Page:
A Pandemic of Anti-Asian Violence Hits Close to Home


Makayla Huerta

BOHS students and members of the Wildcat staff are among the victims of a nationwide rise in the verbal and physical assaults of Asian Americans. In 2021, Orange County alone has experienced a 1200% increase in incidents of anti-Asian hate.

Two years ago, while sitting in math class and chatting with friends after the days’ assignment was complete, I was approached by a classmate.

“Ching chong, ching chong,” the boy chanted, his fingers pulling his eyes back into slants.

“Are you Chinese?” he asked me.

“No, I’m Korean,” I replied.

I was offended by the generalization, and I felt uncomfortable from the sudden attention, the stereotyping, and the mockery. In fear of being deemed “sensitive,” I laughed off the insults and tried to move on with my day. 

The experience, while hurtful, doesn’t compare to the many incidents of violence against Asian Americans that have occurred in the past few months. There has been an abundance of videos, photos, and testimonies of Asian Americans encountering racism-fueled violence while doing everyday tasks like walking down the street, commuting in the subway, and even simply standing on a street corner.

The assaults are happening nationwide. A shooting in Atlanta at three different massage parlors by a 21-year-old white man that resulted in eight deaths, including six women of Asian descent, on March 16 sparked national discourse about violence against Asian Americans. Also topping national headlines was the assault of Narayange Bodhi, a 68-year-old Sri Lanken grandfather who was attacked while riding a subway to his workplace in New York. The assault left him shaken and bloodied. While pummeling Bodhi, the assailant shouted, “You Asian motherf****r,” according to a witness to the attack. 

In March 2020, in California alone, there were 832 incidents reported of “COVID19related discrimination and harassment.” One year later, in March 2021, there were 3,795 incidents

With one of the largest Asian American populations in the U.S., Orange County has also seen an increase in racism-fueled incidents. From March to April of this year, there were 34 reports of racist acts, “such as the distribution of racist fliers and yelling racial epithets, and one hate crime,” according to The Orange County Register.

Another recent report cites a 1200% increase of incidents of anti-Asian hate in the county.

18-year old Jenna Dupuy, of Korean and Puerto Rican descent, suffered a fractured left shoulder, ankle, concussion, bruises, and scratches, and was called a “North Korean whore” at the Tustin Legacy Skatepark on April 11. 

On April 20, an elderly Korean-American couple was punched in the face and knocked down in Santa Ana by an attacker who confessed during a police investigation that the attack was racially motivated.


While Brea and BOHS have seemingly avoided physical violence against Asian Americans, members of BOHS’s Asian American population — who make up 20.8% of the student body — have experienced verbal racism and harassment. 

I was offended, and I felt uncomfortable from the sudden attention, the stereotyping, and the mockery.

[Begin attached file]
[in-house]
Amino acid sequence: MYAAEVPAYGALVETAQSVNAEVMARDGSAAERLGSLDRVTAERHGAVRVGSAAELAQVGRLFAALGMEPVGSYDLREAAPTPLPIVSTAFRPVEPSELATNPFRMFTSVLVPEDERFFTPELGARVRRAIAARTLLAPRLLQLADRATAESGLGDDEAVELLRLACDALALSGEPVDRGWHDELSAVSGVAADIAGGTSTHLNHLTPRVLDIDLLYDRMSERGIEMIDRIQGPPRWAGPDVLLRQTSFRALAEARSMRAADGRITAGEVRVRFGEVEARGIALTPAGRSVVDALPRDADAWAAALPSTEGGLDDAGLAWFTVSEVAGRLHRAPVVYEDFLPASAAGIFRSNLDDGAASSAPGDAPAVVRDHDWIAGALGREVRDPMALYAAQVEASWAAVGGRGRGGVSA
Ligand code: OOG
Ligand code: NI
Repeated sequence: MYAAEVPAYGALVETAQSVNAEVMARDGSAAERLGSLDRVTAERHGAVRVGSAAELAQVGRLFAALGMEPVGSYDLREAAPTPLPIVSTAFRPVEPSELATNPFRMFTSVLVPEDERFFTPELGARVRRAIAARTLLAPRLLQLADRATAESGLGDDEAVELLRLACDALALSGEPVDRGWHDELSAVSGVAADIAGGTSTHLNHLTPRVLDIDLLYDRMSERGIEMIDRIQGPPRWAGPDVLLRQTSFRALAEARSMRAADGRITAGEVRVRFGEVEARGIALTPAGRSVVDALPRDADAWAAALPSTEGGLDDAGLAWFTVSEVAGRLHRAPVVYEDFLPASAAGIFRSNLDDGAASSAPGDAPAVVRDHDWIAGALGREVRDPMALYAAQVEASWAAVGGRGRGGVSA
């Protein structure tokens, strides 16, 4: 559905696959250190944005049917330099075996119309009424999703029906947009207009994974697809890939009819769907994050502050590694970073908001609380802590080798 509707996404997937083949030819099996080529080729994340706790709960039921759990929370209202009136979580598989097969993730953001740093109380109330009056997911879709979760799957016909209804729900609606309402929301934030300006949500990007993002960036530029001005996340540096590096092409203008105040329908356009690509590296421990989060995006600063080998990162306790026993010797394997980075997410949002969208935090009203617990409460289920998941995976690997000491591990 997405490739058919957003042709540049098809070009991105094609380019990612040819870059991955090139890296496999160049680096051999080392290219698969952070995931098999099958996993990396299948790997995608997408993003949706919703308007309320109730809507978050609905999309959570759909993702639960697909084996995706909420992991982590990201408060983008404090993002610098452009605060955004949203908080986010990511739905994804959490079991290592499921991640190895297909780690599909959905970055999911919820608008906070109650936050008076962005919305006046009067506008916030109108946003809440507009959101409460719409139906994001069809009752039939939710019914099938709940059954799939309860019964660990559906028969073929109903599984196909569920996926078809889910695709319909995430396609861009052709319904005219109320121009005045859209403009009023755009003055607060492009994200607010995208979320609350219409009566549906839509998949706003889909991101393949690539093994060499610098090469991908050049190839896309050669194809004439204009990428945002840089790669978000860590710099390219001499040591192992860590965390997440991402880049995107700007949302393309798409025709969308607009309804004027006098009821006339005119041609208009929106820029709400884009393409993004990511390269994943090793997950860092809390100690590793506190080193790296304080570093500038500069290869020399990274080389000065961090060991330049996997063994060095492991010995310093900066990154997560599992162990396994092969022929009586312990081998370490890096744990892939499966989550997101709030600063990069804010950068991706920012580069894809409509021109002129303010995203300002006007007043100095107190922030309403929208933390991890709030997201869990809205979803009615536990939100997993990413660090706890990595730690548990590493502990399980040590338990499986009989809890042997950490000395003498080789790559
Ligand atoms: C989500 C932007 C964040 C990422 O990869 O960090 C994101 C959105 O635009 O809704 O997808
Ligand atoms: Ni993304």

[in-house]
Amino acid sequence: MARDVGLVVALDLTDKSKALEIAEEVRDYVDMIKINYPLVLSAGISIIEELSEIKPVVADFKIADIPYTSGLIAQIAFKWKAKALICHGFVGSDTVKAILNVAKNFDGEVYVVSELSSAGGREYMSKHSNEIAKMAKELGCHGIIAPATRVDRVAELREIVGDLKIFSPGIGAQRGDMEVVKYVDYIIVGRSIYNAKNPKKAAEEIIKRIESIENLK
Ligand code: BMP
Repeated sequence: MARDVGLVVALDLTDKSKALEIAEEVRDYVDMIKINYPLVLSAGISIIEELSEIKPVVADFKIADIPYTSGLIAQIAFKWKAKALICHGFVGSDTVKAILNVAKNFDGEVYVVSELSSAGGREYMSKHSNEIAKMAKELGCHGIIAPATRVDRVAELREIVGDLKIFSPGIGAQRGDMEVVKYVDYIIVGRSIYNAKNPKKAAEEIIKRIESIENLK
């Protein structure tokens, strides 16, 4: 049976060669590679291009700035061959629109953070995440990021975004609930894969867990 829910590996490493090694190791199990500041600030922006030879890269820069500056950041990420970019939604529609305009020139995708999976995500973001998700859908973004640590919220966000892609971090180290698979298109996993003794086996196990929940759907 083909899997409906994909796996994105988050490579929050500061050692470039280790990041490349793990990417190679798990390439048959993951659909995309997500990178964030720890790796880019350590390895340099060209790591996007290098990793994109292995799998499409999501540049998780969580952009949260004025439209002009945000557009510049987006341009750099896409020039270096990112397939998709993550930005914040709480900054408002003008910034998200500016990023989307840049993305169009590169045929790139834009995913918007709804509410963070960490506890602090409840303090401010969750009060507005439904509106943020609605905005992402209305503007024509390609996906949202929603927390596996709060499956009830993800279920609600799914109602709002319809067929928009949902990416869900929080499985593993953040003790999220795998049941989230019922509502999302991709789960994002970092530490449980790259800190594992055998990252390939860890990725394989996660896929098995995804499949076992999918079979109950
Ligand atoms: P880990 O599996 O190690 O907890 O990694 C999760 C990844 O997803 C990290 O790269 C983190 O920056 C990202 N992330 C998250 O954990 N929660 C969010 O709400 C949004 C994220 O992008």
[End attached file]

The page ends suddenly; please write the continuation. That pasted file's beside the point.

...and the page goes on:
“My [non-Asian] friends used to make comments such as, ‘You can’t see because your eyes are small,’ or they would call me nicknames like ‘ling ling,’” Allison Fong, senior, said. “At the time, I knew in the back of my mind that it wasn’t right to call me a name like that but I never said anything about it because I didn’t want to ‘stir the pot.’ I would just let them do it and tell myself, ‘Oh it’s just what friends do: they make fun of you in a playful way but not really with malicious intent.’” 

Although Fong tried to brush it off, the comments affected how she felt around her non-Asian friends.

“It made me feel different because I was the only Asian in the group and everyone would laugh when this person would call me names,” Fong said.

When Caleb Kim, junior, stepped onto the court as a member of a Redondo Beach club basketball team, he experienced racist taunts from opponents. During a game his freshman season, a member of the opposing team said to Kim, “He can’t shoot because his eyes are too tiny.” These racist jabs became so pervasive that they led to Kim quitting the sport entirely. 

The players were toxic and I had to deal with comments relating to my race at least once a game. I just got sick of it,” Kim said. 

For Erika Yang, freshman, racism often came from teachers, classmates, and people whom she considered her friends. 

“They pulled their eyes back, called me ‘ling ling,’ would mock my language, assumed I ate dogs, called me ‘coronavirus,’” said Yang. “It was so normalized that I thought it was okay. Looking back, it was emotionally traumatizing [because] I hated my ethnicity and culture.” 

The racist encounters, Yang said, were unprovoked: “I wouldn’t say or do anything and they would make ‘jokes’ even during passing periods, class, and especially at lunch when I would bring Asian food from home.”

When COVID-19 first struck in March 2020, Jae Shim, freshman, faced accusations of “causing COVID-19 and eating dogs.” 

These racist jabs became so pervasive that they led to Kim quitting the sport entirely.